North Lincolnshire on the Home Front: Burton upon Stather

Posted: 25th August 2021

Humber Museums Partnership - North Lincolnshire on the Home Front: Burton upon Stather

Welcome to part five of ‘North Lincolnshire on the Home Front in World War Two’ focussing on Barton upon Humber. This blog series will focus on how different towns and villages of North Lincolnshire operated on the Home Front of the Second World War.

We would like to thank the source providers and individuals who have shared their stories on the Home Front. Without them, the experiences of the Home Front would not have been possible to share with North Lincolnshire and its citizens.

As with all major counties and villages in England, Lincolnshire was heavily involved in the War, especially North Lincolnshire. Lincolnshire itself contained plenty of military and naval targets so air defence measures were immediately put into effect. Many North Lincolnshire villages contributed: Scunthorpe, Brigg, Southend, Barton upon Humber are just a few examples of involved communities.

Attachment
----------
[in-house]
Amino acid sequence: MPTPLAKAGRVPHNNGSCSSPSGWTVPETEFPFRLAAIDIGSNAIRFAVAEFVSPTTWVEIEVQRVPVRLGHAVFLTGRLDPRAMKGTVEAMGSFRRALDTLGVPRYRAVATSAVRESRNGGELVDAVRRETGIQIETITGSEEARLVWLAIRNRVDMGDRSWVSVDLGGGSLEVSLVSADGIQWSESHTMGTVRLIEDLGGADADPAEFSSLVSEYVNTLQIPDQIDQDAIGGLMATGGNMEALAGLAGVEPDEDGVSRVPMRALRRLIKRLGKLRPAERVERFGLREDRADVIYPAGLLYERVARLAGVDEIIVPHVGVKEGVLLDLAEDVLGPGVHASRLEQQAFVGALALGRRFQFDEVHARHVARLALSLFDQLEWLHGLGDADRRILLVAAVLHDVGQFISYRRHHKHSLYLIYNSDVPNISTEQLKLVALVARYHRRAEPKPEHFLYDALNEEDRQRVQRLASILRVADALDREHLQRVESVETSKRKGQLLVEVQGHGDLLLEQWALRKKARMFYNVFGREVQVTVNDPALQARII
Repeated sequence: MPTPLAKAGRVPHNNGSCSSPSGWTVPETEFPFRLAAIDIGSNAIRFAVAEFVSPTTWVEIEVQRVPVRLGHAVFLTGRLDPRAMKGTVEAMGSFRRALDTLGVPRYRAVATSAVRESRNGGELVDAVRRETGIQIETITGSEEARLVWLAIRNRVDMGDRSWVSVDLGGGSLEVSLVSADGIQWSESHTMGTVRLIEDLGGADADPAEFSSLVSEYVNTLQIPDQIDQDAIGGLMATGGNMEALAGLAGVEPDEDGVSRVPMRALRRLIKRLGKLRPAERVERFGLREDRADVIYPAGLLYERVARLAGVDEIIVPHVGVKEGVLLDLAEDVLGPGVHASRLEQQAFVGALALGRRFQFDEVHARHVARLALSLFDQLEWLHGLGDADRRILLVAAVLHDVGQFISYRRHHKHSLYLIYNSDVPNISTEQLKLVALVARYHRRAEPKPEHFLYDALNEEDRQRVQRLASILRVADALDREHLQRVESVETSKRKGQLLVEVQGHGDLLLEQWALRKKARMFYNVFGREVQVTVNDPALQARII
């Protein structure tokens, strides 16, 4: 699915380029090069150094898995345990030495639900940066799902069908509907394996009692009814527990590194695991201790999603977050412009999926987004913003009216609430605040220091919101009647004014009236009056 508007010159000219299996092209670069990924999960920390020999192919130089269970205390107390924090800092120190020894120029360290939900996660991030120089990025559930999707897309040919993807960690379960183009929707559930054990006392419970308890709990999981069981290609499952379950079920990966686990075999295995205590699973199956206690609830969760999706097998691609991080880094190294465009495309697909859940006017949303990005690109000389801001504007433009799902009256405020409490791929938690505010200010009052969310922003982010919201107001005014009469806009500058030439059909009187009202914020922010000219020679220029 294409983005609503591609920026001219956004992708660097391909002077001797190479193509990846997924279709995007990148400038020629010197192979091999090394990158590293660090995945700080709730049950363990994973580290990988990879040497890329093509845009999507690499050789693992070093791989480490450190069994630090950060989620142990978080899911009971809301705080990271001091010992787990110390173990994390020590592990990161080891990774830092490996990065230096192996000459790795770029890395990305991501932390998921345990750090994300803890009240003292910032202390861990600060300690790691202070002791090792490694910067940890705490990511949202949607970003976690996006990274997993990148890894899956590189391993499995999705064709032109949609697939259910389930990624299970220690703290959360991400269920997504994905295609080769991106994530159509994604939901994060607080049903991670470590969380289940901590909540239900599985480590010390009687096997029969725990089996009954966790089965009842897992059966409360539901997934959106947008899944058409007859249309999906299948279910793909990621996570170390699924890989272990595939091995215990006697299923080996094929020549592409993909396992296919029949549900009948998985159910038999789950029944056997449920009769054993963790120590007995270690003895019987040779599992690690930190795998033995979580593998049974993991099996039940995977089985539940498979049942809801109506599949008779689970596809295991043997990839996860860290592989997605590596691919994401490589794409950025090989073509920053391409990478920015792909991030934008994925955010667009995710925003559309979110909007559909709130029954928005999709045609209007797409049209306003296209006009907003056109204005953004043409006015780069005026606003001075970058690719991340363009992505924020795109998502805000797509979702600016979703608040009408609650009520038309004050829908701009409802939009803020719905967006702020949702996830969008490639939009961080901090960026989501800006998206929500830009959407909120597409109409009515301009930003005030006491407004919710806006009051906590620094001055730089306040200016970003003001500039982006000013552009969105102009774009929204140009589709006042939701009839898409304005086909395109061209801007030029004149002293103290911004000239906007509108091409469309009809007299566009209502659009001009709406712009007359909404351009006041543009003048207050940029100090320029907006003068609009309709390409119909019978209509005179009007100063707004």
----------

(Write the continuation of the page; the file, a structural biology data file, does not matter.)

However, most of these villages each had something which made them unique to others. While Scunthorpe was prime for its defences, Brigg was more well known for its Prisoner of War camp and Barton Upon Stather specialised in making tanks!

Burton upon Stather
Burton upon Stather was very different compared to the places we’ve looked at in this series. Instead of specialising in home defences or holding POW’s, Burton upon Stather was a base for top secret military planning. They performed various operations mainly focusing on new vehicles to use on the battlefield. One of its most famous operations was the secret construction of tanks it had performed at the River Trent. Known as the ‘Tank Ramp’, it was constructed in May 1944 by the 79th Armoured Division and continued to operate until 1948.

The main purpose of the ‘Tank Ramp’ was testing the Duplex Drive Amphibious Tank, a tank capable of traversing across rivers and water alongside with amphibious craft and associated equipment.

The curator of Fritton Lake, Stuart Burgess, quotes that ‘Burton Upon Stather is definitely a significant and unique site. The military spent much time carefully choosing a suitable site that resembled areas of the Rhine which could enable them to perfect river crossing techniques’ (Burton Stather Heritage Group, 2021).

Burton Stather Heritage Group. (2021). The Tank Ramp. Received from: